What Epitaph Do You Want on Your Gravestone?

What Epitaph Do You Want on Your Gravestone?

What Epitaph Do You Want on Your Gravestone?

My students are used to this type of question. It’s a favorite activity whenever we have a few moments left after winding up a lesson. Questions range from What natural disaster do you fear the most? to What birthday gift would you give the person on your right if you had all the money and power in the world? The kids love the game. I love asking the questions, but I find many of them hard to answer – especially the epitaph question. My husband and I spend a lot of time in cemeteries. Subsequently, I’ve read many epitaphs – from the silly (“I told you my feet were killing me”) to the serious (“I have fought the good fight. I have finished the race”). This is thoughtful business. I’ve always stumbled a bit when asked if I have a life verse or motto, a succinct statement of my passions, longings, and goals. People tell me it can be clarifying in moments when I’m having a hard time finding the North Star. Along the same lines, a counselor once stumped me (it is not that hard to do) with this simple question: What do you want? The first words out of my mouth were – “in what area of life?” She wasn’t about to let me make it more manageable. I knew what she was driving at. She wanted me to reflect on my longings. She wanted me to name the desires that drive me. Now, I’ve been a Christian since the age of 16, so I sort of knew what my answer should be. Consequently, I mumbled through some scriptures and catechisms that talk about being rooted in God and living for His glory but I knew deep down that I was not yet able to name this as the deepest desire of my heart. I began to pray that God would deal with me at the desire level and that, one day, there would be no discrepancy between what I should want and what I do want. God’s responses are often slow, silent and invisible, but I believe that He took that prayer and went to work.

Fast forward many years later. I am reading Whittaker Chambers’ foreward to his book Witness with my senior class as we study the Cold War. Chambers writes, “A man is not primarily a witness against something. That is only incidental to the fact that he is a witness for something.” My spirit quickened. That’s it! That’s what I want – I want to be a witness. I want my life to be a witness to the beauty and worth of Jesus Christ. My soul soared at the proclamation. I could say it and mean it. Hallelujah!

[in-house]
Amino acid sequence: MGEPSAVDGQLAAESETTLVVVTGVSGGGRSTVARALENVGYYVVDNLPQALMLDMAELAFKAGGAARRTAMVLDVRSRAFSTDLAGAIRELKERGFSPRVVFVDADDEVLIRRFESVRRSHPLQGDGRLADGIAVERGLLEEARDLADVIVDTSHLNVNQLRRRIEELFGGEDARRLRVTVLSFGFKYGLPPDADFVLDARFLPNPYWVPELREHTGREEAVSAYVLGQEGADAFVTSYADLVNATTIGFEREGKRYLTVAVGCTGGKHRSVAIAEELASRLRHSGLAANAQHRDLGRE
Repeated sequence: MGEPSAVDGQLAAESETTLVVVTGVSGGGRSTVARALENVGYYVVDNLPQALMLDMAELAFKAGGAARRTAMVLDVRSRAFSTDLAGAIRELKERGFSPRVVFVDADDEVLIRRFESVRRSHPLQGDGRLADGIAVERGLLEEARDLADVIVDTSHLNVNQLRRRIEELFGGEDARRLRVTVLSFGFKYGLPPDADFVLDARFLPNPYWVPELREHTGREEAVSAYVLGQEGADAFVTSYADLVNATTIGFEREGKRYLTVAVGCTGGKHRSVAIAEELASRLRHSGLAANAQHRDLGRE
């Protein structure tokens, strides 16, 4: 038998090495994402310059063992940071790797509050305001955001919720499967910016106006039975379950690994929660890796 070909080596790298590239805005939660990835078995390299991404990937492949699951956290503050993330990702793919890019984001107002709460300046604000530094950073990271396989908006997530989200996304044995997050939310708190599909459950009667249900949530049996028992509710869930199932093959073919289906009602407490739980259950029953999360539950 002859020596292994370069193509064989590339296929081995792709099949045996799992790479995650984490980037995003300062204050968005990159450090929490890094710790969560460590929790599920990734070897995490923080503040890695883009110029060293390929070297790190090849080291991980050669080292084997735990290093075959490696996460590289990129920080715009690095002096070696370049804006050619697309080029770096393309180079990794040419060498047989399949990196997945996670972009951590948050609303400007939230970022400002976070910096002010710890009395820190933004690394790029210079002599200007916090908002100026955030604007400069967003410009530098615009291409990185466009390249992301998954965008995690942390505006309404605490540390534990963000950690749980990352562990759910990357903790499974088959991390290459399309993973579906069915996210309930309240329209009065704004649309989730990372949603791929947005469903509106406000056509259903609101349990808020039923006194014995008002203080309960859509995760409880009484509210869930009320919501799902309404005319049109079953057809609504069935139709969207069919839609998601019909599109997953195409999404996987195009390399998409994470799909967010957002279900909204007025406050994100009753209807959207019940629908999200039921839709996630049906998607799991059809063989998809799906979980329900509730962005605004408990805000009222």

Please note that I didn’t say that my life IS an attestation of the beauty and worth of Jesus Christ. I said I want it to be and that realization is nothing short of a Holy Spirit miracle. I want to stand with Habakkuk saying “though the fig tree should not blossom, nor fruit be on the vines, the produce of the olive fail and fields yield no food, the flock be cut off from the fold and there be no herd in the stalls, yet I will rejoice in the Lord, I will take joy in the God of my salvation.” I want my witness to Jesus’ worth to remain intact when I walk through the valley of the shadow of death because He alone is enough. I want to be able, like John the Baptist, who at the height of his own popularity, pointed others to the worth of the Lamb of God who takes away the sin of the world, to Him whose sandals he was not worthy to untie. I want to be able to say that there is nothing I won’t do, nothing I won’t give up, nothing I won’t endure for the sake of His name and know it is so. I want this to be true of me, and God willing, it will be more and more, but for now I exist in a place of longing and that longing evokes a mysterious mixture of joy and sadness – joy from feeling that this is what I was made for and sadness because I know how far off the mark I still am.

Veritas Juniors read a beautiful little book about Christian education called Engaging God’s World. In it, the author, Cornelius Plantinga, writes that one of the purposes of education is to excite our longings, noting that the object of our longings will determine the course of our lives. Here at Veritas, we believe that part of our job as teachers is to cultivate our students’ affections, to teach them to love what they ought to love, to hope for what they ought to hope, to long for what they should long for. Education can and does shape a person’s moral imagination but only the Holy Spirit can change a heart of stone into a heart of flesh and breathe life into dry bones. Only the Holy Spirit can make us thirsty for the water of life and give us eyes to see the incomparable beauty of the cross of Jesus Christ.

This is why, while we work with all our might and imagination in the classroom, we must also continue to wrestle in prayer that God would work in our own hearts and the hearts of our students to awaken and continually refresh a longing for Him. Whittaker Chambers ends his foreward by saying to his children that there will be many dark and frightening places in their life’s’ journey, but in the end, if he has led them aright, they will make out three crosses. He will have brought them to Golgotha and here they will find the meaning of the journey. If Veritas has lead our students aright, this is where they will find the meaning of their journey too.

 

Laurie Howell teaches Upper School Humanities and Rhetoric at Veritas.
This is the second of two articles by Mrs. Howell on discipleship and teaching. We look forward to sharing more faculty essays in this series.